There were no judicial rulings explaining the meaning of 'unlawful' abortion in Western Australia and interpreting sections 199-201 and section 259 of the Western Australian Criminal Code in this context. It was, however, widely assumed that the meaning of 'unlawful' abortion advanced by courts in Queensland, adopting the legal test that applies in Victoria, represented the legal position in Western Australia. This legal test was set out in the landmark 1969 Menhennitt ruling in Victoria which confirmed that abortion is legal in cases where the woman's physical and/or mental health is at risk, or continuation of the pregnancy will cause economic or social suffering to the woman.

The separate crime of 'child destruction' only applies to abortions performed late in pregnancy. It is not clear, however, whether this crime only applies to abortions performed very late in pregnancy, when a woman is about to go into labour, or whether it may protect any 'viable' foetus. Section 290 of the Western Australian Criminal Code provides that it is a crime, 'when a woman is about to be delivered of a child,' to prevent that child from being born alive. The penalty for violating section 290 is life imprisonment. Comments by Murray J in the case Martin v. The Queen reflected the opinion that section 290 potentially applies from the twenty-fourth week of pregnancy.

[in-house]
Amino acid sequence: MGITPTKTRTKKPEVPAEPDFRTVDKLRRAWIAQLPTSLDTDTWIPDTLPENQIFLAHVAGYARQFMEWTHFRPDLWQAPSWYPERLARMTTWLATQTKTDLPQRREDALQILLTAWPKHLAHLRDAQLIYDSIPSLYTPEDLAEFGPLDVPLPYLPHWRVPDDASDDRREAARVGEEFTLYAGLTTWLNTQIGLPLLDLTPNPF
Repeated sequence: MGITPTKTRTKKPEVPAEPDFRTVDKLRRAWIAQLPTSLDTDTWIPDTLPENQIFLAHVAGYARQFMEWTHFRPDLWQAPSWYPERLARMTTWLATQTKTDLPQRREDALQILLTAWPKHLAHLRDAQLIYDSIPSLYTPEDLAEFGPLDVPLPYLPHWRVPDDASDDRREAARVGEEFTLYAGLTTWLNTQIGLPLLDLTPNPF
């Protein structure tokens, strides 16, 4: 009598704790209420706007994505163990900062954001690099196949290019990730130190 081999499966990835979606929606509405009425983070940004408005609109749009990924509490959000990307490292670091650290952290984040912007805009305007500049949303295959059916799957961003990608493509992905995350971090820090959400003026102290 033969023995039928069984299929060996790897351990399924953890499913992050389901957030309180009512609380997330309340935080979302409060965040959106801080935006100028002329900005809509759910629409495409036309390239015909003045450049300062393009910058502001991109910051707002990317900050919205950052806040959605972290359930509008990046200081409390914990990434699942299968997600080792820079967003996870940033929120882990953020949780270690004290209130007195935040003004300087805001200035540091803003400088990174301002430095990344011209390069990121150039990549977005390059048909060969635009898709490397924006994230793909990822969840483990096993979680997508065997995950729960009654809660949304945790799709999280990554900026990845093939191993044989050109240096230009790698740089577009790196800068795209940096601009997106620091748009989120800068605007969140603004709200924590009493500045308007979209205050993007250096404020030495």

The law of homicide can only apply in situations where a child is born alive. Section 271 of the Western Australian Criminal Code, provides that a person is deemed to have killed a child (for the purposes of the relevant homicide offences) when that child dies in consequence of that person's behaviour 'before or during its birth.'

A Crime of Unlawful Abortion?

On the 10th February 1998 a decision was taken by the Belmont police and the Director of Public Prosecutions in WA to lay charges against two Perth doctors, Drs Victor Chan (abortionist) and Ho Peng Lee (anaesthetist) of Nanyara Medical Group, under section 199 of the WA Criminal Code in respect of an allegedly unlawful abortion performed in November 1996.